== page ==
One Book, One School was designed to bring an entire school together through the enjoyment and fostering of community that a single book can provide. Nearly three years ago, The Franciscan School’s literacy coordinators Julie Sperrazza and Celina Manville decided they wanted to bring the program to our school, creating collaboration across grade levels. “We wanted a way to bridge literacy and a love of learning across all the K-8 classrooms,” says Sperrazza. With the challenges that came from COVID-19 the last two years, the program at TFS officially launched for the 2021-2022 school year.
With the help of Tina Kollauf and Kayla Dellinger, Sperrazza and Manville have rolled the program out to our school with great success. Through school fundraising, the Home and School Organization has graciously provided a grant for the books that were purchased. The Media Center has been a hub for resources, and TFS’s Art, Music, and Spanish teachers have incorporated the books into their classrooms through activities, art projects, music, movement, and storytelling. The program has helped provide necessary skills across STREAM (Science, Technology, Religion, Engineering, Arts, and Math). It has given students the unique opportunity to learn from a common resource and openly have conversations in a way the school has never done before. And each month, the teachers try to have a kick off and reveal of the new book that engages the whole school.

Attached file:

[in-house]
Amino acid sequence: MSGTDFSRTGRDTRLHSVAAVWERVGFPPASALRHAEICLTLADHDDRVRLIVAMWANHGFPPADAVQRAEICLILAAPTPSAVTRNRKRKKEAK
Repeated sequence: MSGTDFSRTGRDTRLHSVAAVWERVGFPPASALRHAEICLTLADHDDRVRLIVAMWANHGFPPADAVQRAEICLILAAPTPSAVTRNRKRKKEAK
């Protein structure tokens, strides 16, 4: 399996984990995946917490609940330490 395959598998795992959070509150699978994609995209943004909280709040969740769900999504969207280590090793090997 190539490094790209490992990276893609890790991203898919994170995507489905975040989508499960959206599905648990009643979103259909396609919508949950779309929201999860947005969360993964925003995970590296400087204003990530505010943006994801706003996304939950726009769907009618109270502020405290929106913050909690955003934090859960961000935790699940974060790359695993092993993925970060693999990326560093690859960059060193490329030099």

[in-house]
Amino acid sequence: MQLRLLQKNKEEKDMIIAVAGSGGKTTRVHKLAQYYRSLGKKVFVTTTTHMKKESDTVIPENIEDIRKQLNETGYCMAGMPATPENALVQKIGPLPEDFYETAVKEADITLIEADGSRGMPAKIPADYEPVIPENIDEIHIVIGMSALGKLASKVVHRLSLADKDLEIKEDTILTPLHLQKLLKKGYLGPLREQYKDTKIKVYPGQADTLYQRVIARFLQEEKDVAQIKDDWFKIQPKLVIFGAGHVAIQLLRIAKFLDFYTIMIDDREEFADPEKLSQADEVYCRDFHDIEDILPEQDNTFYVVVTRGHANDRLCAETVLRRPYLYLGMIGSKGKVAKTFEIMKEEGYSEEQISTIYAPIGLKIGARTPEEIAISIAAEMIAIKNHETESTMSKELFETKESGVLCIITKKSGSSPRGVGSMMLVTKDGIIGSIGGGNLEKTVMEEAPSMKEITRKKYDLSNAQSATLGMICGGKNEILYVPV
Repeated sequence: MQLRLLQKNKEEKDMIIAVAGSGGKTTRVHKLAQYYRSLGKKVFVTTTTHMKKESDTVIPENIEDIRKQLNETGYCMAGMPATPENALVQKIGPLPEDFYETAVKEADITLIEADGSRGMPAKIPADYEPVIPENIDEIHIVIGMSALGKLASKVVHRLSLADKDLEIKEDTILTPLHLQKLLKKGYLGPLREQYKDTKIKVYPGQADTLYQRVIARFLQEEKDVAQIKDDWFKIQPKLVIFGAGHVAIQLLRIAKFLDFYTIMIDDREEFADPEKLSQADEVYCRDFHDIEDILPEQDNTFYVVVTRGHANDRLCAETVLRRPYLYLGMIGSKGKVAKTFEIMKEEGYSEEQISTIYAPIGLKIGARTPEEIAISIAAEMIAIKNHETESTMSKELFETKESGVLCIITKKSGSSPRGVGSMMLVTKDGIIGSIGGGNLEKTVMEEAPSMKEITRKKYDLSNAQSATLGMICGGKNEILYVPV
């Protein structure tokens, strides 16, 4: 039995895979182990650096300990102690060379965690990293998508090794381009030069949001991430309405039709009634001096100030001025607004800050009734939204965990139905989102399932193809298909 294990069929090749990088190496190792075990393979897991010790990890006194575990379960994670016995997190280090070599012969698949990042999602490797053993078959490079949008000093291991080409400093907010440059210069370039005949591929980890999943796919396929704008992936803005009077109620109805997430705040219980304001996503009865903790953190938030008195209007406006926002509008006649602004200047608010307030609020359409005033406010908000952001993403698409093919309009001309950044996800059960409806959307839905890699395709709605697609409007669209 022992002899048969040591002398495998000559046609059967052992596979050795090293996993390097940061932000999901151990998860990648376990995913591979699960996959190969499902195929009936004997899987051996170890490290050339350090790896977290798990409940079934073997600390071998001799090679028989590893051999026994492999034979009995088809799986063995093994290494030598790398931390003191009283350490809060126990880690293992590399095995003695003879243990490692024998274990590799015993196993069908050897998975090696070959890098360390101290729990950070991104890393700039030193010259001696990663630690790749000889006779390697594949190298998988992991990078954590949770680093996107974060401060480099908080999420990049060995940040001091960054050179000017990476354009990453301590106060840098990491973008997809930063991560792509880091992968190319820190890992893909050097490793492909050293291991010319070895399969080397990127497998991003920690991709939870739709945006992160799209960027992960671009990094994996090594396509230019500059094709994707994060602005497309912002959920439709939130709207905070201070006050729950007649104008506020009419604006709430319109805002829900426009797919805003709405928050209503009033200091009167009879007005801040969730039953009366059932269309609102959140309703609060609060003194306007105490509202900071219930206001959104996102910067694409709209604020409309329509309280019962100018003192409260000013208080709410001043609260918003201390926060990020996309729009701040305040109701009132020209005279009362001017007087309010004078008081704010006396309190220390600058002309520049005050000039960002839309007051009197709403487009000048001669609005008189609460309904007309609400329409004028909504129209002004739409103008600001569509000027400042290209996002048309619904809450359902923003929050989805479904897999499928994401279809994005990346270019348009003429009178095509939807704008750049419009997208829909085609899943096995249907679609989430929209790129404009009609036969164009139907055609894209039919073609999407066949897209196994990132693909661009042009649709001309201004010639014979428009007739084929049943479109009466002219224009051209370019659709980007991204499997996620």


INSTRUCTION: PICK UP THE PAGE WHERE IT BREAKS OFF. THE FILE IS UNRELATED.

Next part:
Books that the team has chosen are diverse and inclusive to all TFS students so that each one can see themselves in the characters. A few titles include: “Giraffe Problems,” “Hair Love,” “Carl and the Meaning of Life,” “Rosie Revere, Engineer,” and many more. Twice this year, days have been dedicated to the books so the entire school can focus its activities on the story. The team has thoughtfully curated a list of lessons and activities that align STREAM and faith principles with each book.
Beyond the goal of building a culture of literacy, One Book, One School at TFS has become so much more. “It has been one powerful way to build that sincere community that we so treasure at TFS,” says Manville. The program has deepened students’ understanding and engagement in their Catholic identity and how they live Catholic social teaching (CST). As members of the CST committee, Sperrazza and Manville recognized that the program provided the perfect platform for conversations about how we live out our faith. For example, the CST principle for March is Care for the Poor, and the book “A Bike Like Sergio’s” shares a moral dilemma with the main character that initiates deep conversations through the lens of CST. Manville says “These are not just simple picture books, but powerful parables that can help us grow no matter our grade or age.”
Because of its great success, TFS looks forward to continuing and expanding the program next year. Sperrazza shares that One Book, One School is centered on the idea of building a community of readers around a shared text, and we are excited to keep the program going next year!
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